Swimming against the current is an expression that many people in the LGBTQ community can relate to. But for Veiga Grétarsdóttir, coming out as trans would lead her to taking on the incredible challenge of navigating the entire Icelandic coast counterclockwise against the ocean current.

Her experiences are chronicled in the new documentary, “Against the Current,” which will debut in America on Friday.

Directed by filmmaker Óskar Páll Sveinsson, the film follows then-43-year-old Veiga as she confronts both the choppy waters of the Icelandic coastline, as well as the obstacles she’s faced throughout her process of coming out and transitioning.

“When I came out as a transgender woman, I thought everybody would reject me,” Veiga said.

After surviving two suicide attempts, Veiga decided she needed a change of direction in her life, even if it meant going against the current.

“In 2016, I went back to my hometown after being away for 20 years, and I got into kayaking – just short trips in the summertime in Ísafjörður.” she said. “I was taking clients from the U.S., Germany, UK, all over the world, and I just realized it didn’t matter for the clients that I was a transgender woman. So, in a way, that helped me get over my depression.”

Only three years after taking up the sport, with encouragement from Guðni Páll Viktorsson, who in 2013 became the first person to kayak clockwise around Iceland, Veiga would make history as the first person to ever kayak counterclockwise around the country.

Veiga Grétarsdóttir in Against the Current, directed by Óskar Páll Sveinsson

Since the release of the film in Iceland, Veiga has received a lot of public support, and just this month received the Fjallkonan (Lady of the Mountain) honors during the 2021 Icelandic national day celebrations — becoming only the second trans woman ever to do so.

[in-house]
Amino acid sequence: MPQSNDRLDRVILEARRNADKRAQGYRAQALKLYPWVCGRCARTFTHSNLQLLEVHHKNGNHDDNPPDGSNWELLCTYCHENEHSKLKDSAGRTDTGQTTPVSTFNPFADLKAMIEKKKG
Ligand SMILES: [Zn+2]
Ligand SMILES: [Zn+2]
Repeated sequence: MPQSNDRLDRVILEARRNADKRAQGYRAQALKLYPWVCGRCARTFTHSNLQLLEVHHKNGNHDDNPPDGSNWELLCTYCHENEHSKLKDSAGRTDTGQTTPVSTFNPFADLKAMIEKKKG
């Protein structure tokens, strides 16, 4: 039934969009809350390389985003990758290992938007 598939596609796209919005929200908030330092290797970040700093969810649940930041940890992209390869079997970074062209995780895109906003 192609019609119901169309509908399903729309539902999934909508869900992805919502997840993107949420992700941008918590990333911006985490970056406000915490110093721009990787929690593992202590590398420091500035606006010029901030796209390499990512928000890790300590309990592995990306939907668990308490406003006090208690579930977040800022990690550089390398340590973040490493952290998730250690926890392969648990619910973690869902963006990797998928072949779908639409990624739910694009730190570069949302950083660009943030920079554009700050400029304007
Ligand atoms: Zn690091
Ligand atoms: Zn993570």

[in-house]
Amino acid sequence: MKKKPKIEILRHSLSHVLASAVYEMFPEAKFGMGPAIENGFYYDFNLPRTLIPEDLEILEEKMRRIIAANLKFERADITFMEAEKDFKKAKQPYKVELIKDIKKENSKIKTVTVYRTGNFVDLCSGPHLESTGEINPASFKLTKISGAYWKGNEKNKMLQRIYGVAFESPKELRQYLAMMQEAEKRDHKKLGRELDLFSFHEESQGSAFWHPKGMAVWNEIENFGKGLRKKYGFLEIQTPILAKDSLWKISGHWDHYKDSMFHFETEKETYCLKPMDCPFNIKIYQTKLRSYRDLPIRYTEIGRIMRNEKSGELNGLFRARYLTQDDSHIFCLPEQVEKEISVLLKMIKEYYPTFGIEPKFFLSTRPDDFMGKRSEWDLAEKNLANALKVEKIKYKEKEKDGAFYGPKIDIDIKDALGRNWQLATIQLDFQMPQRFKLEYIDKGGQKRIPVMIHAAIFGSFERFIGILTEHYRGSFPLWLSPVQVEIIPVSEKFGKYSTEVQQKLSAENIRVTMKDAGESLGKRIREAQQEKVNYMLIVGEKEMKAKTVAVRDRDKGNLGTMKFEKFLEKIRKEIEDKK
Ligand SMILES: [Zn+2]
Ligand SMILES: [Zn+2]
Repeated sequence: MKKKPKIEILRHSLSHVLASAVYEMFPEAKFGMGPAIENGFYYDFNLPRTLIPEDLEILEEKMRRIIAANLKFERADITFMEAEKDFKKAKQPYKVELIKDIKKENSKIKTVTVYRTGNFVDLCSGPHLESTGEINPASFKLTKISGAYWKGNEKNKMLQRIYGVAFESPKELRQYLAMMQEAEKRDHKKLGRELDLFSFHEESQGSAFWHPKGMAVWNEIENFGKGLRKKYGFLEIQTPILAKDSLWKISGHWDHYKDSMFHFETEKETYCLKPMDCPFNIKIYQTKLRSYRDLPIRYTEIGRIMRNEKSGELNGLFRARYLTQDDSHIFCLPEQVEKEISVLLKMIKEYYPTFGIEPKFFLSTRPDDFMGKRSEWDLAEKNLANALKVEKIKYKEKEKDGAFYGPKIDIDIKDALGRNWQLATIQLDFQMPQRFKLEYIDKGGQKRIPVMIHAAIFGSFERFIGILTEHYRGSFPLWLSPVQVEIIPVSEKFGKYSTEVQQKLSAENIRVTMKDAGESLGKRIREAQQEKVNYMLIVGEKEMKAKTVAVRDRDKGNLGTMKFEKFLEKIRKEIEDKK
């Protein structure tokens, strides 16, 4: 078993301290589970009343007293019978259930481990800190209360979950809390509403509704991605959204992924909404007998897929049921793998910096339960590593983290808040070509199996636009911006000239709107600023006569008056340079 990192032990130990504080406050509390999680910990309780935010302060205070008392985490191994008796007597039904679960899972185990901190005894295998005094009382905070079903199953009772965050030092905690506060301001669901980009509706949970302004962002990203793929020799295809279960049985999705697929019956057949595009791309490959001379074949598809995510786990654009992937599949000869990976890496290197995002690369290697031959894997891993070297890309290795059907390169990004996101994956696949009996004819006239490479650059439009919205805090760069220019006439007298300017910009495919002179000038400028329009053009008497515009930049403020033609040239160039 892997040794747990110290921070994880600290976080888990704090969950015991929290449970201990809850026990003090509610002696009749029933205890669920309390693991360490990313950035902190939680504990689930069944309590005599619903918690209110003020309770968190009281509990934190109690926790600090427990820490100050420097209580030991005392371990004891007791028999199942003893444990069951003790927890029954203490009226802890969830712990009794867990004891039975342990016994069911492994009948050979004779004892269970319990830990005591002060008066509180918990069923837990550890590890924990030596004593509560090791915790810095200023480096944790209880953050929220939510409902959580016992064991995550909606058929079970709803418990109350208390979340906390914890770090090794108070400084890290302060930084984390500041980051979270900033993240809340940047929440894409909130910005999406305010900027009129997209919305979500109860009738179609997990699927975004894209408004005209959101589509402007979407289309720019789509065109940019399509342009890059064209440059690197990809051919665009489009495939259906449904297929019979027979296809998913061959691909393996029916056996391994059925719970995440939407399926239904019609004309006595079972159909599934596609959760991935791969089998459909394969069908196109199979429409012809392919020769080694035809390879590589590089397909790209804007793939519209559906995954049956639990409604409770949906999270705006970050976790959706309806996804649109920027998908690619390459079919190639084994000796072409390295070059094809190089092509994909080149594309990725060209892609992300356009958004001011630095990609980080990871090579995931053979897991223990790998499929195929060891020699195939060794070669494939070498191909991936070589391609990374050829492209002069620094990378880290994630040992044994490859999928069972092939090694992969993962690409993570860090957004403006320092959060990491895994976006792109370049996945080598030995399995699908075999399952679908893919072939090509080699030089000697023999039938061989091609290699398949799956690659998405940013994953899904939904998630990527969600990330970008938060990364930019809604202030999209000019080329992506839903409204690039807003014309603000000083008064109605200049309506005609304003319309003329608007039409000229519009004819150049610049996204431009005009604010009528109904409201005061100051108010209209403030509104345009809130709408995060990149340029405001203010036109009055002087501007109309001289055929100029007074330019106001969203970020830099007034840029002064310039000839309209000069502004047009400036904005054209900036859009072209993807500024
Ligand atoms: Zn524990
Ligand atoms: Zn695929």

But the responses that have meant the most to Veiga is hearing from others in the trans community who have been empowered by her story.

“There was a woman who contacted me, a transgender woman who came out just last autumn, and she’s two years older than I am, and she’s just basically starting her transition now,” Veiga said. “She told me that when she told her father that she was trans, he said, ‘I’m gonna do everything I can to get her off this nonsense.’

“Then her father saw my film, and he saw my parents speaking about me, my siblings and my ex-wife and everybody. After he saw the film he called her and just said, ‘You have to see this film!’ He said afterwards, ‘I’m going to do everything I can to support you.’ I’m getting a lot of reactions like this.”

Veiga Grétarsdóttir in Against the Current, directed by Óskar Páll Sveinsson

After an odyssey of 103 days and more than 1,300 miles, Veiga continues to set new challenges for herself, and use her platform normalize trans women’s visibility in sport.

“I had started planning another expedition before doing this in Iceland,” she said. “I’ve made a deal with another film director, and we’re going to make four documentary episodes. I’ll start in two weeks paddling half of Iceland again, then I will take on Norway and then Sweden and Finland.

“We’ll make one episode of each country. This will be not about me as a trans person, just about all the obstacles that will be along the way on a trip like this. We’ll focus on nature, the beauty of the nature, and also about trash, the plastic pollution that’s just filling our oceans.”

We’ll be keeping an eye out for this upcoming docuseries, directed by Hrafnhildur Gunnarsdóttir and produced by Krumma Films, which Veiga announced yesterday on Instagram will include her kayaking partner Ciara Harrington. In the meantime, “Against the Current” opens Friday with both virtual and in-theater engagements starting June 25th at the Quad Cinemas in New York and Laemmle’s Monica in Los Angeles, and a subsequent June and July release throughout the U.S.

If you only take one thing away from the film, Veiga says she wants people to know “you only have one life. We should just live it for ourselves, not for what other people think. I’m doing lectures in Iceland; I go to companies and schools to do lectures just to talk about my transition and the trip around Iceland, and I always say, ‘You know, we’re just human beings. It doesn’t matter what we have between our legs, and it doesn’t matter how we use it.’”

You can follow Veiga Grétarsdóttir on Instagram at @_againstthecurrent.

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